Another means of displaying a vectorscope display is electronically cutting it into a video image, as is well known in the art, to produce a picture-in-picture display. For such picture-in-picture vectorscope displays a border may be added surrounding the display area with a color that varies around the border according to the hue corresponding to a vector from the center of the display to the border. Another alternative is to initialize the background of the display to represent color space, as shown in FIG. 4 so that each point in the display has a color corresponding to its relationship to the origin in hue and saturation. Then when the chrominance addresses access the memory 16, the read/modify/write circuit 18 replaces the color value at that location with a monochrome contrasting color, such as black or white, or with an inverse color.
Although described above as a hardware implementation, if the video signal is already in digital form, a software implementation may be used to perform the same function as the corresponding hardware using an appropriate computer processor with associated memory, as is well known in the art.
Thus the present invention provides a data-dependent color display for a vectorscope, either standalone or picture-in-picture, that intuitively indicates the color associated with each color vector displayed by either coloring the vector according to the color it represents, or providing a background that is colored to represent color space.
FIG. 1 is a block diagram of a vectorscope that provides a data-dependent color display according to the present invention.
FIG. 2 is a diagram of a layout for a display memory according to the present invention.
FIG. 3 is a plan view of a display according to the present invention.
FIG. 4 is a plan view of a display according to another embodiment of the present invention.
The present invention relates to vector data displays, and more particularly to a data-dependent color display for vectorscopes that provides a more intuitive display for an artistic user.
One type of vector data display device commonly used in the television industry for displaying the color parameters of a television video signal is a vectorscope. The chrominance component of the video signal is divided into two orthogonal chrominance components. The orthogonal chrominance components are input to the respective x- and y-axis drive circuits to drive a display on a suitable display device, such as a cathode ray tube, liquid crystal display or the like. Information about the color content of the video signal is represented by vectors on the display device that emanate radially from a center point. For calibration purposes small squares are scribed, either mechanically or electrically, at specified locations on the display device that represent standard saturated colors, such as red, green, blue, yellow, cyan and magenta. However for vectors that don't end within those squares the color content is a guess based upon experience as the display devices provide only a binary type of display--one color for the background and another color for the vectors, usually monochrome white over black or green over black depending upon the type of display device being used.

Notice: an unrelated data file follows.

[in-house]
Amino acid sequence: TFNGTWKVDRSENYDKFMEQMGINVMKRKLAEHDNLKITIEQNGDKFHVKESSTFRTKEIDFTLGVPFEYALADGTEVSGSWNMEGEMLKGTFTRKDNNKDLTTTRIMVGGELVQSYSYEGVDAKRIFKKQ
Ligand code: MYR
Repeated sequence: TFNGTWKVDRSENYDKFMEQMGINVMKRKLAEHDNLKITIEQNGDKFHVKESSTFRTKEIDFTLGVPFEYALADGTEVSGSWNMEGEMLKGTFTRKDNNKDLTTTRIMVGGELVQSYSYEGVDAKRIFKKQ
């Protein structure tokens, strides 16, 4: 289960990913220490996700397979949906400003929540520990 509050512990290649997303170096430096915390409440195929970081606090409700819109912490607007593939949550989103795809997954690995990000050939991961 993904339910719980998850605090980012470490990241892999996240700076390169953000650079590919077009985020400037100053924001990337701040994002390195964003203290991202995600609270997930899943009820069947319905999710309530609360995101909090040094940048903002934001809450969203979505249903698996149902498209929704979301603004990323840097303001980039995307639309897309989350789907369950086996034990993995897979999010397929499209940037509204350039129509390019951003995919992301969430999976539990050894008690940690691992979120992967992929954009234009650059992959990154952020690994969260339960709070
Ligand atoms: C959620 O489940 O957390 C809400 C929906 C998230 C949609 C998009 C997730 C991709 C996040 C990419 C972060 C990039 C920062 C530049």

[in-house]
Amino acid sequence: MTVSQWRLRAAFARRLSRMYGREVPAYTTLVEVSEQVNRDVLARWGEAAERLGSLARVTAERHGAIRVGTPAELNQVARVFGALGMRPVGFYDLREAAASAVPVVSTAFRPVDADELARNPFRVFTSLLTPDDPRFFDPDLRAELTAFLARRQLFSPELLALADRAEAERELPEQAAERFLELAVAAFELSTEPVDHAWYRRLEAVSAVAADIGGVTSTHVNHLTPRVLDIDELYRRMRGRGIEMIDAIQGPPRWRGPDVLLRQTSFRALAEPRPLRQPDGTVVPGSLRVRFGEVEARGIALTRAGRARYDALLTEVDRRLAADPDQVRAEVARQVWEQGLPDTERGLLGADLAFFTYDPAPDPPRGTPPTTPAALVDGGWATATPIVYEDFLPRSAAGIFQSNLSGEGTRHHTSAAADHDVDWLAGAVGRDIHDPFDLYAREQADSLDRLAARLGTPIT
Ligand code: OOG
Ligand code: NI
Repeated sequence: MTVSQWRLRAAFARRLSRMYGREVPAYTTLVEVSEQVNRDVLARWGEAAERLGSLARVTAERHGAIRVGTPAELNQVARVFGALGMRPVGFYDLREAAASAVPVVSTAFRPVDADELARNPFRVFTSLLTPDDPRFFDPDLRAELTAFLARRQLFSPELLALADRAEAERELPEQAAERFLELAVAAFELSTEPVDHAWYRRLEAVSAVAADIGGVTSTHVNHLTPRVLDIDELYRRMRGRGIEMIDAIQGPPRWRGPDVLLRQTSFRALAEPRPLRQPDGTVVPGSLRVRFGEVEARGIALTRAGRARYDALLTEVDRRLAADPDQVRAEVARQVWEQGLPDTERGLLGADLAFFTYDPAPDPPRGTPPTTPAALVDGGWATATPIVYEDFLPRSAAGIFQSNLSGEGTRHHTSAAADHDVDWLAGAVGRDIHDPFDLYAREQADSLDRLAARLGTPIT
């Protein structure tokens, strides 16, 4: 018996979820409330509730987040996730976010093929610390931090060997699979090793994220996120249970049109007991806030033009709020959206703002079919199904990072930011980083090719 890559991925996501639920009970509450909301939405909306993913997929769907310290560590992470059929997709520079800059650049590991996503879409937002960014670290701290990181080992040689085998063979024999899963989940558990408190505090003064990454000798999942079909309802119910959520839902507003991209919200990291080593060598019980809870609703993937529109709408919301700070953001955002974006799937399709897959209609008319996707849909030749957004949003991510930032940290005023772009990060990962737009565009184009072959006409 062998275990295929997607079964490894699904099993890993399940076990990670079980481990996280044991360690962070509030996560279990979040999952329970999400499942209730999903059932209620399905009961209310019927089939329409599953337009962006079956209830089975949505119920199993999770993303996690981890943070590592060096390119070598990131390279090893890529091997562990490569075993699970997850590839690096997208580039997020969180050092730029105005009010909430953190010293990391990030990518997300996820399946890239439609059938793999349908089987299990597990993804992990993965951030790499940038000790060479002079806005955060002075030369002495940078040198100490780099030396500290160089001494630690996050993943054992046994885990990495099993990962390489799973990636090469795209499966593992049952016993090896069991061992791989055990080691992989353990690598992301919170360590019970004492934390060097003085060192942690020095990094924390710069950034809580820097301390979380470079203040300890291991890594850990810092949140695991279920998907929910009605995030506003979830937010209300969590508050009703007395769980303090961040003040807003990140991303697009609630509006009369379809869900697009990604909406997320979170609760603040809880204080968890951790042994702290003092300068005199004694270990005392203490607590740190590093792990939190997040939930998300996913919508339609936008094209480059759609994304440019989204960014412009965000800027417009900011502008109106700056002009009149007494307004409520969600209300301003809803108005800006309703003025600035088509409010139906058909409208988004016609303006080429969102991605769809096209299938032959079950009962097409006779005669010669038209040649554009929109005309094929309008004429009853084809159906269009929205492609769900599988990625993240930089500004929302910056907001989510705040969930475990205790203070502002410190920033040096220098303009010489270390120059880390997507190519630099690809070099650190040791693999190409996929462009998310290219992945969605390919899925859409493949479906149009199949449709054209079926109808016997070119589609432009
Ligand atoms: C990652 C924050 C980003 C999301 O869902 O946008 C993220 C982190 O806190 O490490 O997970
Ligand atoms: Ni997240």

What is desired is a more intuitive vector data display that is data-dependent so that a user can readily determine the color content of a video signal without having to guess.
Accordingly the present invention provides a data-dependent color display for vectorscopes that represents color content of a video signal accurately to a user. A video signal is divided into its orthogonal chrominance components which are used to address a display memory. The location accessed by the chrominance addresses is incremented. When the display memory is read out for display, the locations having a non-zero value are converted to the color corresponding to their address in the memory and displayed accordingly. For each display cycle the locations having non-zero values may be decremented in the display memory by an appropriate decay algorithm. For picture-in-picture raster displays a varying color border may be added around the vector display area corresponding to the color represented by a color vector extending to the border. Alternatively the display area may be colored to represent color space, and the color vector may be displayed as a monochrome color or an inverse of the corresponding color in color space.
The objects, advantages and novel features of the present invention are apparent from the following detailed description when read in light of the appended claims and attached drawing.